After writing a tell-all book about her days in the dance troupe "Barry Nichols and Les Girls", Sybil Wren (Kay Kendall) is sued for libeling her fellow dancer Angele (Taina Elg). A Rashomon... See full summary »
Joan Howell, a young and pretty maid-for-hire, meets and begins dating wealthy New York City businessman Tom Milford. Embarrassed about bringing him back to her tiny apartment that she ... See full summary »
When Mrs. Call's heart condition acts up, Tammy tags along in the trip to Los Angeles when the old lady is getting her surgery. Since there are no guest quarters in the hospital, Tammy gets... See full summary »
In this "Romeo and Juliet" inspired Cold War satire starring, written and directed by Peter Ustinov, a tiny European country named Concordia holds the casting vote in a crucial United ... See full summary »
Air Force test pilot Pike Yarnell reluctantly attends the memorial service for long-dead Donald Beasley, his navigator during the Korean War; recalling, in flashbacks, their painful days ... See full summary »
Adapted from the prize-winning Broadway play that featured two people and a four-poster bed, in which the couple enacts their marriage, from its day in 1897, until he dies, some time after ... See full summary »
Jimmy and Sheila Broadbent (Rex Harrison and Kay Kendall), welcome to London Jimmy's 17-year-old daughter, Jane (Sandra Dee). Jane is from Jimmy's first marriage to an American and has come to visit her father and the step-mother she has never met. While visiting Sheila has the idea of making Jane a debutante, an idea Jane resists. Difficulties range from Jane's apathy to being placed on the marriage block, the determined efforts of Sheila's cousin, Mabel Claremont, (Angela Lansbury) to win wealthy David Fenner (Peter Myers) for her debutante daughter Clarissa (Diane Clare), and Jane's attraction to David Parkson (John Saxon), an American drummer who plays in the orchestra at the coming-out balls. Written by
The film was shot in Paris because Rex Harrison was having tax problems and could not go to the U.S. or the U.K. See more »
What! David Fenner? Let me speak to him again. David, this is Sheila. About your mother, darling...
Well, I'm afraid she's dead, actually.
Yes, I know, darling, that's why I'm so sorry about asking you to give her my love.
I'm afraid I can't, because she's dead.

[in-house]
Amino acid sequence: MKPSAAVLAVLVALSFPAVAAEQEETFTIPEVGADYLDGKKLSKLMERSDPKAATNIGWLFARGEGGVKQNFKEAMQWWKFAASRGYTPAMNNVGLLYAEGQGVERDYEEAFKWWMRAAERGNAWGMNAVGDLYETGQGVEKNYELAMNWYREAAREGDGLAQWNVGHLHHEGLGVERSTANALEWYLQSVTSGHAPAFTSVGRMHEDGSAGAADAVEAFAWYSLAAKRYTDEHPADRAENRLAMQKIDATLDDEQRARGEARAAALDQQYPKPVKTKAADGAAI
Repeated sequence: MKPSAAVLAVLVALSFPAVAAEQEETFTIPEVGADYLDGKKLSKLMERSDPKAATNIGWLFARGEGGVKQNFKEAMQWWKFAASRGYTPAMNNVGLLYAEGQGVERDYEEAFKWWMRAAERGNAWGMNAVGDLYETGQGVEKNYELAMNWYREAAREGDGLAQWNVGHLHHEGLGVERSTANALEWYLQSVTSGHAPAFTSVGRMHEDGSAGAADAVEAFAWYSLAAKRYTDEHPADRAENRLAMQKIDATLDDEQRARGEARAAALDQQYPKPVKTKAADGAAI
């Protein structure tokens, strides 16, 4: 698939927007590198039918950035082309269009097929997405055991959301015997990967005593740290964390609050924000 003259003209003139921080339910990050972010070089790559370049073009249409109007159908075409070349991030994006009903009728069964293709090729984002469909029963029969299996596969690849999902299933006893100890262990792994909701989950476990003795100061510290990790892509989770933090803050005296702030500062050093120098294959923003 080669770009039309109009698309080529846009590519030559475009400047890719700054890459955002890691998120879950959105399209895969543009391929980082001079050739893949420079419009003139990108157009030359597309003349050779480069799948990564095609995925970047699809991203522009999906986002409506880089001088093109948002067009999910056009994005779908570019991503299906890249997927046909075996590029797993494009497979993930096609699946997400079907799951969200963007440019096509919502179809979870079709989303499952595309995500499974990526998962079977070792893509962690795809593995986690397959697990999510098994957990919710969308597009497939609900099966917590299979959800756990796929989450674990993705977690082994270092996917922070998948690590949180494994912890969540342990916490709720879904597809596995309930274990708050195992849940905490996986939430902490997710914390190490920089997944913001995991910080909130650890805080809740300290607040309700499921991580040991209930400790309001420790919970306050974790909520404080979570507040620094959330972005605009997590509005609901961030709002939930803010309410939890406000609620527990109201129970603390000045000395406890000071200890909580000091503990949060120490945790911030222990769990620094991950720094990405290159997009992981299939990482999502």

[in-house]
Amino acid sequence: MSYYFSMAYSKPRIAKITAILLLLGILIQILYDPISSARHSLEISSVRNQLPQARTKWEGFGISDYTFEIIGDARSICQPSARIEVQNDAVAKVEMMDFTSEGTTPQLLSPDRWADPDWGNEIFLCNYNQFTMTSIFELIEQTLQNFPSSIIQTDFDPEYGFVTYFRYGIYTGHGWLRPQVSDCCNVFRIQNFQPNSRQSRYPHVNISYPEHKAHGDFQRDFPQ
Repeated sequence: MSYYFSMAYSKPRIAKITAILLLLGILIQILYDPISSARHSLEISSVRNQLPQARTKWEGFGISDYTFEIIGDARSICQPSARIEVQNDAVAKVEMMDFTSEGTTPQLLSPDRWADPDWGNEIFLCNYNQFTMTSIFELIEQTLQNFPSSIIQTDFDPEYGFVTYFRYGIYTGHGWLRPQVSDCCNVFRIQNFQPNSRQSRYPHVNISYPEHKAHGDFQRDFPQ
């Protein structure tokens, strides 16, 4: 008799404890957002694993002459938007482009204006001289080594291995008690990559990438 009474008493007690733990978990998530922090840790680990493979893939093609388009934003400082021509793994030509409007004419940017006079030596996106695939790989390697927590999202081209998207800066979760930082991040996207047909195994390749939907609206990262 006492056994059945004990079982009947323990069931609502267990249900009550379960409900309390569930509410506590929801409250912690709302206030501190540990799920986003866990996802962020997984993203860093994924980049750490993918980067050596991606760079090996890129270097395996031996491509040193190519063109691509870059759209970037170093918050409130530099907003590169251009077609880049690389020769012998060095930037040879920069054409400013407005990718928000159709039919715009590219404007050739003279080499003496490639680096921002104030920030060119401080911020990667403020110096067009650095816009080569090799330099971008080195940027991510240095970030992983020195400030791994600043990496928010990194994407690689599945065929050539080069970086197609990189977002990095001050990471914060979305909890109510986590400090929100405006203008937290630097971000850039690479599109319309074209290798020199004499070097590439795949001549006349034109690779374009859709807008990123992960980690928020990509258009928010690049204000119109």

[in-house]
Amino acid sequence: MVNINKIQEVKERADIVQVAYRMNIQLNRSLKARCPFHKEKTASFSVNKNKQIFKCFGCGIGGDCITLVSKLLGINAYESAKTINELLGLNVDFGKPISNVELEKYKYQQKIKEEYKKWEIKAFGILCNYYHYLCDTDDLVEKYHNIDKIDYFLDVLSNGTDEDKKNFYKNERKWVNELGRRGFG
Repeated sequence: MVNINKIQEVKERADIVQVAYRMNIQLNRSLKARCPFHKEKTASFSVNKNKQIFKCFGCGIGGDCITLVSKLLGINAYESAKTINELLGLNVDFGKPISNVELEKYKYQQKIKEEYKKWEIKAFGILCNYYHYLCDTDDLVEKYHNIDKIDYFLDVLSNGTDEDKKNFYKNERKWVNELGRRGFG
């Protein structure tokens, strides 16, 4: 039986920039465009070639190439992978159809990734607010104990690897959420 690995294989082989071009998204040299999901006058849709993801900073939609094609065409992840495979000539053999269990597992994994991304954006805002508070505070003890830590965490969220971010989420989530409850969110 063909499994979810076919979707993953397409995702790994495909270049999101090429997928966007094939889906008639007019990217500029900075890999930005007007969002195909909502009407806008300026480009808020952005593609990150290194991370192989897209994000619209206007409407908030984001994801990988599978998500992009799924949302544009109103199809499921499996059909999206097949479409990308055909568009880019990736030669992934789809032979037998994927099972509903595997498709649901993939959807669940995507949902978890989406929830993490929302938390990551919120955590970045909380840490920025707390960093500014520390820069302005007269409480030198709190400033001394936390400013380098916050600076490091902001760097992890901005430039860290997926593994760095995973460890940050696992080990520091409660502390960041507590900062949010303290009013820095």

I know, darling, that's why I'm so sorry. It was such a silly mistake to make.
Well, she couldn't help it, actually.
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Entrancing comedy driven by the captivating team of Rex Harrison and the divine Kay Kendall. Both masters of comic timing they make the slight plot of unexpectedly having to present Sandra Dee, Rex's very American daughter, into British high society highly entertaining. Hard to believe that Kay was dying of leukemia while this was being made and would only complete one more picture before her premature death at 33 the next year. She looks sensational, vibrant and full of life, and gowned and jeweled in an amazing array of stunning fashions. Rex is terrific, he often came across as a pompous ass on screen, which worked perfectly for My Fair Lady but otherwise could be off putting, but here he is bemused and full of wry detachment.
The supporting cast is sprinkled with funny performances. Sandra Dee is pert, sweet and amusingly frustrated as the object of Kay's misguided good will and John Saxon is darkly handsome and quite engaging. The two became good friends during the filming of this and remained so for the rest of Sandra's life. He was one of the few people she would see after she became a recluse.
Angela Lansbury is delightful as the loquacious flibbertigibbet cousin of Kay reminding those who only know her from Murder, She Wrote that she is an expert comedienne as well. The entire cast is wonderful but it is really Kay Kendall's movie all the way.
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